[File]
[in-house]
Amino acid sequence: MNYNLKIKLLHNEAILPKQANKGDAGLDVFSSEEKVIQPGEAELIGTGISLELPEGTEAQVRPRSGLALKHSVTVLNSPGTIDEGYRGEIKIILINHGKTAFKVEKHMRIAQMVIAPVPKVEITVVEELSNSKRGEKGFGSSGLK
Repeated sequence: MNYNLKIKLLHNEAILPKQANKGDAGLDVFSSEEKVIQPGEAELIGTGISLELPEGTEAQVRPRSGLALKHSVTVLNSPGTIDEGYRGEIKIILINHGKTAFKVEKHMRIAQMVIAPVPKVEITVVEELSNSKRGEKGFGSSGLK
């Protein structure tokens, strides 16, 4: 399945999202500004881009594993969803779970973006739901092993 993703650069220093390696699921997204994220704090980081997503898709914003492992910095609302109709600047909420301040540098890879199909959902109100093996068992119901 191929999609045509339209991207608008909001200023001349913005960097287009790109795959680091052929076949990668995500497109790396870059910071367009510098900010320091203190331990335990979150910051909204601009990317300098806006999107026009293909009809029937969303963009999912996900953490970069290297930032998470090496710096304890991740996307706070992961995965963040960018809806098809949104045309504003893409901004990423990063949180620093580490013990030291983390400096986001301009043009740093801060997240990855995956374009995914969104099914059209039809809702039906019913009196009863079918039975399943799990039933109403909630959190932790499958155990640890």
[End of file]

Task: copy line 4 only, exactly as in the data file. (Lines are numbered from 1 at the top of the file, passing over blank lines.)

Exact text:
């Protein structure tokens, strides 16, 4: 399945999202500004881009594993969803779970973006739901092993 993703650069220093390696699921997204994220704090980081997503898709914003492992910095609302109709600047909420301040540098890879199909959902109100093996068992119901 191929999609045509339209991207608008909001200023001349913005960097287009790109795959680091052929076949990668995500497109790396870059910071367009510098900010320091203190331990335990979150910051909204601009990317300098806006999107026009293909009809029937969303963009999912996900953490970069290297930032998470090496710096304890991740996307706070992961995965963040960018809806098809949104045309504003893409901004990423990063949180620093580490013990030291983390400096986001301009043009740093801060997240990855995956374009995914969104099914059209039809809702039906019913009196009863079918039975399943799990039933109403909630959190932790499958155990640890």